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The rules of the road still matter

NL Optimists help kids stay safe on the streets with annual bike rodeo
Five-year-old Lily Smith gives the proper hand signal for a right turn when confronted by a yield sign and right turn sign Saturday, June 1, during the North Liberty Optimist Club’s third annual bike rodeo at the community center. (photos by Chris Umscheid)

NORTH LIBERTY– Sometimes kids need a little reminder when it comes to personal safety. The North Liberty Optimist Club provided a reminder on bicycle safety Saturday, June 1, at the North Liberty Community Center.
Young riders negotiated a course chalked out in the north parking lot consisting of: a right turn, a left turn, a serpentine line, a figure-eight, and a straightaway where the riders were to look over their shoulders as they would on a street or trail looking for traffic coming up from behind them. Throughout the course, the young riders were reminded to give the proper hand signals for turning and stopping.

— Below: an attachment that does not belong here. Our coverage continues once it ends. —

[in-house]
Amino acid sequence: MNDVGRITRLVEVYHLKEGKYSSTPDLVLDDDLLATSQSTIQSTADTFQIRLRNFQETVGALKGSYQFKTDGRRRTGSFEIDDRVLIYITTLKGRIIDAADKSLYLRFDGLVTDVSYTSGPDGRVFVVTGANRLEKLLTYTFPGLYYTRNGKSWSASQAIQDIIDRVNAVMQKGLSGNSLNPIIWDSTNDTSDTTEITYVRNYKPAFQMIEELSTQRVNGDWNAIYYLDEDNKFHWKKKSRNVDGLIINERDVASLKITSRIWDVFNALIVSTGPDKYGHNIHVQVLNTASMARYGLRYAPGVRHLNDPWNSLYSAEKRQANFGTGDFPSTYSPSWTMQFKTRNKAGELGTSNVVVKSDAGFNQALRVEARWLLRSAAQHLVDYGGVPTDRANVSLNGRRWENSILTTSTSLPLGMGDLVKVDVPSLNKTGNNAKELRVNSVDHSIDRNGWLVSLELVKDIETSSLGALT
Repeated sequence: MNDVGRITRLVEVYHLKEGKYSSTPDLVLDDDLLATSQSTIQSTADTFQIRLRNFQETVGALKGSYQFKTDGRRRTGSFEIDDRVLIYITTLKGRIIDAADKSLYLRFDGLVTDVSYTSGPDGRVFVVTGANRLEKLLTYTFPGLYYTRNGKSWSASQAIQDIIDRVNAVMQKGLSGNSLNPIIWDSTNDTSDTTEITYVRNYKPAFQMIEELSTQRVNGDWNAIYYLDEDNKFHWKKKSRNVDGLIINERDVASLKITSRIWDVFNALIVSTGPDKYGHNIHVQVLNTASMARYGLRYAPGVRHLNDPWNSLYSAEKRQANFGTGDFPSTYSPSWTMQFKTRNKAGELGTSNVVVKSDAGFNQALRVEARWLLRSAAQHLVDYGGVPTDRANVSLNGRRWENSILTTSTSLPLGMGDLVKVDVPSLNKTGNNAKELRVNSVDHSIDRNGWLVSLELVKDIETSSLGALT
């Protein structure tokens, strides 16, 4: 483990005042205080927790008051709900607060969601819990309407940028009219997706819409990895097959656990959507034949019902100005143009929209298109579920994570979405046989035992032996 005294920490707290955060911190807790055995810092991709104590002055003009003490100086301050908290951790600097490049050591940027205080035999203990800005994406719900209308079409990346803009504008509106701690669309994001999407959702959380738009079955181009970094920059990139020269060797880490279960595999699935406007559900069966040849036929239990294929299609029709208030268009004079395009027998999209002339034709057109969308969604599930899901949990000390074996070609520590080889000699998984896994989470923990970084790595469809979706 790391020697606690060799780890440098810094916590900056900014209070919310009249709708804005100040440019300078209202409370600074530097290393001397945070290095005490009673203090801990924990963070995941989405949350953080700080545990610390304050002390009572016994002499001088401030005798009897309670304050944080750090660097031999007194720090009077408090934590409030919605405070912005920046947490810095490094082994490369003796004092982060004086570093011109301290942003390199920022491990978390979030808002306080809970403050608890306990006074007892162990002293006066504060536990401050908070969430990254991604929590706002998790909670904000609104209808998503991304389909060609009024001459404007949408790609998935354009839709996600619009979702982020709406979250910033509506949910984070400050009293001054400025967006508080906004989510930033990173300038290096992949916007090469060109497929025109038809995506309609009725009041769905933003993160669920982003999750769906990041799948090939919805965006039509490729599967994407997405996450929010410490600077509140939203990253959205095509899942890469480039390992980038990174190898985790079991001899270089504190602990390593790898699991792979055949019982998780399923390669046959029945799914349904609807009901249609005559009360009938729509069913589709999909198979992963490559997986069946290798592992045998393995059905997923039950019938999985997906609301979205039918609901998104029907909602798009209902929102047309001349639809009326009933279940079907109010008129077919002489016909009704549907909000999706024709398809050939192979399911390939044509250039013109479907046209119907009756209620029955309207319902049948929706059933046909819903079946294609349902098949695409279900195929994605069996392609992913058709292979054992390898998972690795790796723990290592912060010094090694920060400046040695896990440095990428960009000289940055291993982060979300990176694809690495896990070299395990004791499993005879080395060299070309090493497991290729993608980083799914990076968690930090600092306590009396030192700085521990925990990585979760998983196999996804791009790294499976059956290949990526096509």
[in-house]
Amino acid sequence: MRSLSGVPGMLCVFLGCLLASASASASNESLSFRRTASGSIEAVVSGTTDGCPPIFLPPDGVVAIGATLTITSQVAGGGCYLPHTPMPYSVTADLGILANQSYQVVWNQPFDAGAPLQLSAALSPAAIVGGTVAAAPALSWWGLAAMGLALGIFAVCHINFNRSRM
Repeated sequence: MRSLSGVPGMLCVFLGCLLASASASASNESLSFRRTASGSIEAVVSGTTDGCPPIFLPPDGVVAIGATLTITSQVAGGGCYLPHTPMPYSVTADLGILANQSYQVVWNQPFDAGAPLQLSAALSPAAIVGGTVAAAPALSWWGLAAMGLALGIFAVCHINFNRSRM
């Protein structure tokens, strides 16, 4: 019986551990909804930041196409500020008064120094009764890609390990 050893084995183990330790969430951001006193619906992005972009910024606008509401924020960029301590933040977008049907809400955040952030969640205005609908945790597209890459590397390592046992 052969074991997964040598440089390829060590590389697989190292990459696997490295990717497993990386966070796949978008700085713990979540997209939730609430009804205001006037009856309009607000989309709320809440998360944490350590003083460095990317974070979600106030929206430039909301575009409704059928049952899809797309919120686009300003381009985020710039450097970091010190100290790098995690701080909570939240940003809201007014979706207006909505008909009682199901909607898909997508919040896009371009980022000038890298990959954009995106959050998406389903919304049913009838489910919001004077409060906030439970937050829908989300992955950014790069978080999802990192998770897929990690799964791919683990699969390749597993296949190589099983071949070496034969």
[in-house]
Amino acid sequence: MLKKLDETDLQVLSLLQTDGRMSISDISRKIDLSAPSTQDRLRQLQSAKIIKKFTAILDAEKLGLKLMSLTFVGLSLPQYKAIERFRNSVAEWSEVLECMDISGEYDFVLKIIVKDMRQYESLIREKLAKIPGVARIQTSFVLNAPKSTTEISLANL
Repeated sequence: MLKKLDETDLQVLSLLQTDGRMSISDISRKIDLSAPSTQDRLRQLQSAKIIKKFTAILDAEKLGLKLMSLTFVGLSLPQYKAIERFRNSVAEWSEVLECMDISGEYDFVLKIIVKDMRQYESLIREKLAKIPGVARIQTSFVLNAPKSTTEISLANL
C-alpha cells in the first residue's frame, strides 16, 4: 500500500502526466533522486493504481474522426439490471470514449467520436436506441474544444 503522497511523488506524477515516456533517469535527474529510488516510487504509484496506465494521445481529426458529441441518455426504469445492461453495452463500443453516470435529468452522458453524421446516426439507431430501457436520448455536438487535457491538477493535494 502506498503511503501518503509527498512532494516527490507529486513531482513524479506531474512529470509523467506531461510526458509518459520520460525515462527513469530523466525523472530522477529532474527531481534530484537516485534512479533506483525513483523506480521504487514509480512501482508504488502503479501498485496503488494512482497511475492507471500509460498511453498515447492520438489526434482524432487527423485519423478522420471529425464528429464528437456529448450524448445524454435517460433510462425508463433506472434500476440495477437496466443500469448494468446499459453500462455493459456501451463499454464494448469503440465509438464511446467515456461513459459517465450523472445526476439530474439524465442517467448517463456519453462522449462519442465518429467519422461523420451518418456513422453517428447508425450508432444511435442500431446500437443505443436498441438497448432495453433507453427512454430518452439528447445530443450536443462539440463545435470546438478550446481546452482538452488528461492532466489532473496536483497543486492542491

The Optimists also gave away bike helmets and reflector lights, donated by Sugar Bottom Bikes in North Liberty, and raffled off a pair of bicycles donated by Scheels and Wal-Mart, in Coralville.
A “Slow Roll” family friendly bike ride was held in conjunction with the recreation center in the afternoon.
“We do this for the youth of North Liberty to help promote bike safety,” Optimist Club member Theresa Dunkin said. “Kids are out and they’ll be on their bikes this summer so we just want to make sure that they understand proper bike safety.”
The Optimists are an organization which is a friend to youth, Dunkin said. “We sponsor or donate money to organizations and events that benefit kids.” Last year, the club gave approximately $38,000 to the community of North Liberty for youth programming.
“We help support the bouncy houses at Blues and BBQ, we donate money to Kites For Kids, and the Free Fishing Day for Kids,” Dunkin added.
The club also helps with the rec center’s annual Easter Egg Hunt and sponsors a Halloween event as well.
“Anything to help give kids a safe environment and a friendly place to go,” she said.
The Optimists hold a pancake breakfast, their annual fundraiser, in March.
In addition to learning about and practicing bicycle safety, young riders also had their bike helmets professionally fitted and received minor repairs on their bikes thanks to Gordon Doak. Doak volunteered his time to help the Optimists and oversees a bicycle ministry through the First United Methodist Church in North Liberty. The ministry rehabilitates bicycles and distributes them through the North Liberty Community Pantry.